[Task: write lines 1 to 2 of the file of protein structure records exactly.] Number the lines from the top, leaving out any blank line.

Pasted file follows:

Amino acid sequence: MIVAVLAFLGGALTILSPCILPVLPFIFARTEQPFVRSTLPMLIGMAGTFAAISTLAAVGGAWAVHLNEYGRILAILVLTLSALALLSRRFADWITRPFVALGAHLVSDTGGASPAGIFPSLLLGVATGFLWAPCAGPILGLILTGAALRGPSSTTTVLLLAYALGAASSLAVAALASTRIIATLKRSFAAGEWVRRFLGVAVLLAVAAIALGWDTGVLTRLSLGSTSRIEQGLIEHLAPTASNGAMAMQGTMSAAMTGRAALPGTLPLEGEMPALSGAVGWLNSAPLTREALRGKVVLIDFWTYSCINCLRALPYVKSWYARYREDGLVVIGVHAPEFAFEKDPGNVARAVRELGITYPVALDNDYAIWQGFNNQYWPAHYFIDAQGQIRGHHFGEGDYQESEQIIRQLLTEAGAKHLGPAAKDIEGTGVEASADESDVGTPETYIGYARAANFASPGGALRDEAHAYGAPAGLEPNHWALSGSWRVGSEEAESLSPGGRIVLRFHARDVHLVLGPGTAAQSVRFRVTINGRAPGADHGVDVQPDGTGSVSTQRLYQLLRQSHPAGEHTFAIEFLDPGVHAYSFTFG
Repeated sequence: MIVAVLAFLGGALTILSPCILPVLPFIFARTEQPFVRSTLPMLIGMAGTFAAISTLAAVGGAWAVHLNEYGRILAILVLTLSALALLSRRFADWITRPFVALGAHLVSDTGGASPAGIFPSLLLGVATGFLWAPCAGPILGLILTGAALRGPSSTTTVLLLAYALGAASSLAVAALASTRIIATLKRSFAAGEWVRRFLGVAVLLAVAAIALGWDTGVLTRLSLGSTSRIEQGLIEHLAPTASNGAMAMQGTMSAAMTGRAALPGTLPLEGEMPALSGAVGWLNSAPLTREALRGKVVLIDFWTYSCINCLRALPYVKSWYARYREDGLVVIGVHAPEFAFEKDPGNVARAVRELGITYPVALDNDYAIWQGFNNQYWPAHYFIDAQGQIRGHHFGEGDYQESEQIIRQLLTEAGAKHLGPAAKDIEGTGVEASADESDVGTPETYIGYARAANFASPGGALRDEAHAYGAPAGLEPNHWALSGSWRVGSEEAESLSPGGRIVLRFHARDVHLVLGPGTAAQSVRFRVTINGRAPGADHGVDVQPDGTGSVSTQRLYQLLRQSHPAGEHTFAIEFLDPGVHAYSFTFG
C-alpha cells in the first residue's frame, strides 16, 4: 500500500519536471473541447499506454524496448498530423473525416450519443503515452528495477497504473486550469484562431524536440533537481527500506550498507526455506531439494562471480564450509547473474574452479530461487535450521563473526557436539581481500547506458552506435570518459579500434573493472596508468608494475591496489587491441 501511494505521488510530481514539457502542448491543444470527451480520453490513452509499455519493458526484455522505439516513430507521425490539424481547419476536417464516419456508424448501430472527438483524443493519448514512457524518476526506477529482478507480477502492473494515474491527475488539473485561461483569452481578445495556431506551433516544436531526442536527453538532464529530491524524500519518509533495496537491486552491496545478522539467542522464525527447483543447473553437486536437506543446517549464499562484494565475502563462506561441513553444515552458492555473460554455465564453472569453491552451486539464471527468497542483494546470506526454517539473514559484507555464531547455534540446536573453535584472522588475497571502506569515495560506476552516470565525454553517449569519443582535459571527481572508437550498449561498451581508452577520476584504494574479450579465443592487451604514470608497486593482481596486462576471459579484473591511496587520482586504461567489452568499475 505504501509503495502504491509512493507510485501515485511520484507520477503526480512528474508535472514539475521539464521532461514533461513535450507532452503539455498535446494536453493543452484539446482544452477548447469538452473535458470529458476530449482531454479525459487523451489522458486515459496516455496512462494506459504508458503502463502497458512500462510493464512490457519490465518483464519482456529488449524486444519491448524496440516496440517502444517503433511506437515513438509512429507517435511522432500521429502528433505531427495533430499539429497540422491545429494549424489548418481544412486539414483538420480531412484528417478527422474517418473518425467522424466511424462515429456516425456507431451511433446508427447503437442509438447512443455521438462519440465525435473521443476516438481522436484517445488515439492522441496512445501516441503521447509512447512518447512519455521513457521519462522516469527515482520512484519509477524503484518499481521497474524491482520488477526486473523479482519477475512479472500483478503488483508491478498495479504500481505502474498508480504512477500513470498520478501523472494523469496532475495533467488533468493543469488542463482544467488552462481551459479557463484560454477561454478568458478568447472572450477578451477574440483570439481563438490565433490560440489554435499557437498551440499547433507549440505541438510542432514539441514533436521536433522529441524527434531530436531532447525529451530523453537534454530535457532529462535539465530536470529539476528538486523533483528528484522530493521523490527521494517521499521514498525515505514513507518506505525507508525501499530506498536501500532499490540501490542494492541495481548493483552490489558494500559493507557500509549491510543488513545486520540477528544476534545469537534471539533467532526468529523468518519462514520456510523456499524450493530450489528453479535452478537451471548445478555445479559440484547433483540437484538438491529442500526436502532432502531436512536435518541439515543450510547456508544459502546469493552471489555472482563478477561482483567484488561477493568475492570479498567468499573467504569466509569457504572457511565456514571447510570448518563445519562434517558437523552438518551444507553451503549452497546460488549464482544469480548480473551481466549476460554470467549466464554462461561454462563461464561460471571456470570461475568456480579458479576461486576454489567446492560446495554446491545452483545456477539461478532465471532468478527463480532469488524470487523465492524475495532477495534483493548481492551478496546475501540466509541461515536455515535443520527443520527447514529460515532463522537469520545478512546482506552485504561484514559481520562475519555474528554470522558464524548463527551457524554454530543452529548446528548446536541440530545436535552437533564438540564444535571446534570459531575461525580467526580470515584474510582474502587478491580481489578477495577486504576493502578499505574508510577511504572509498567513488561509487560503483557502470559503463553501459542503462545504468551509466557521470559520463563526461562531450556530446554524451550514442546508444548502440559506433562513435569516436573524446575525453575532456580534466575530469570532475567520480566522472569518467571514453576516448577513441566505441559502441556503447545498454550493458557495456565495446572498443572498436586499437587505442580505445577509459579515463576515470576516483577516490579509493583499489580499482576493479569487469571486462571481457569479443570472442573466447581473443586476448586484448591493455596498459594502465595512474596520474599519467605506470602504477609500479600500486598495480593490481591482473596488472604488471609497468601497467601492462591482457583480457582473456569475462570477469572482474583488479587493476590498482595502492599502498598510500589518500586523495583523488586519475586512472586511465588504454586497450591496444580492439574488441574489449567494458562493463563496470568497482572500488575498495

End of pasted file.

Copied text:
Amino acid sequence: MIVAVLAFLGGALTILSPCILPVLPFIFARTEQPFVRSTLPMLIGMAGTFAAISTLAAVGGAWAVHLNEYGRILAILVLTLSALALLSRRFADWITRPFVALGAHLVSDTGGASPAGIFPSLLLGVATGFLWAPCAGPILGLILTGAALRGPSSTTTVLLLAYALGAASSLAVAALASTRIIATLKRSFAAGEWVRRFLGVAVLLAVAAIALGWDTGVLTRLSLGSTSRIEQGLIEHLAPTASNGAMAMQGTMSAAMTGRAALPGTLPLEGEMPALSGAVGWLNSAPLTREALRGKVVLIDFWTYSCINCLRALPYVKSWYARYREDGLVVIGVHAPEFAFEKDPGNVARAVRELGITYPVALDNDYAIWQGFNNQYWPAHYFIDAQGQIRGHHFGEGDYQESEQIIRQLLTEAGAKHLGPAAKDIEGTGVEASADESDVGTPETYIGYARAANFASPGGALRDEAHAYGAPAGLEPNHWALSGSWRVGSEEAESLSPGGRIVLRFHARDVHLVLGPGTAAQSVRFRVTINGRAPGADHGVDVQPDGTGSVSTQRLYQLLRQSHPAGEHTFAIEFLDPGVHAYSFTFG
Repeated sequence: MIVAVLAFLGGALTILSPCILPVLPFIFARTEQPFVRSTLPMLIGMAGTFAAISTLAAVGGAWAVHLNEYGRILAILVLTLSALALLSRRFADWITRPFVALGAHLVSDTGGASPAGIFPSLLLGVATGFLWAPCAGPILGLILTGAALRGPSSTTTVLLLAYALGAASSLAVAALASTRIIATLKRSFAAGEWVRRFLGVAVLLAVAAIALGWDTGVLTRLSLGSTSRIEQGLIEHLAPTASNGAMAMQGTMSAAMTGRAALPGTLPLEGEMPALSGAVGWLNSAPLTREALRGKVVLIDFWTYSCINCLRALPYVKSWYARYREDGLVVIGVHAPEFAFEKDPGNVARAVRELGITYPVALDNDYAIWQGFNNQYWPAHYFIDAQGQIRGHHFGEGDYQESEQIIRQLLTEAGAKHLGPAAKDIEGTGVEASADESDVGTPETYIGYARAANFASPGGALRDEAHAYGAPAGLEPNHWALSGSWRVGSEEAESLSPGGRIVLRFHARDVHLVLGPGTAAQSVRFRVTINGRAPGADHGVDVQPDGTGSVSTQRLYQLLRQSHPAGEHTFAIEFLDPGVHAYSFTFG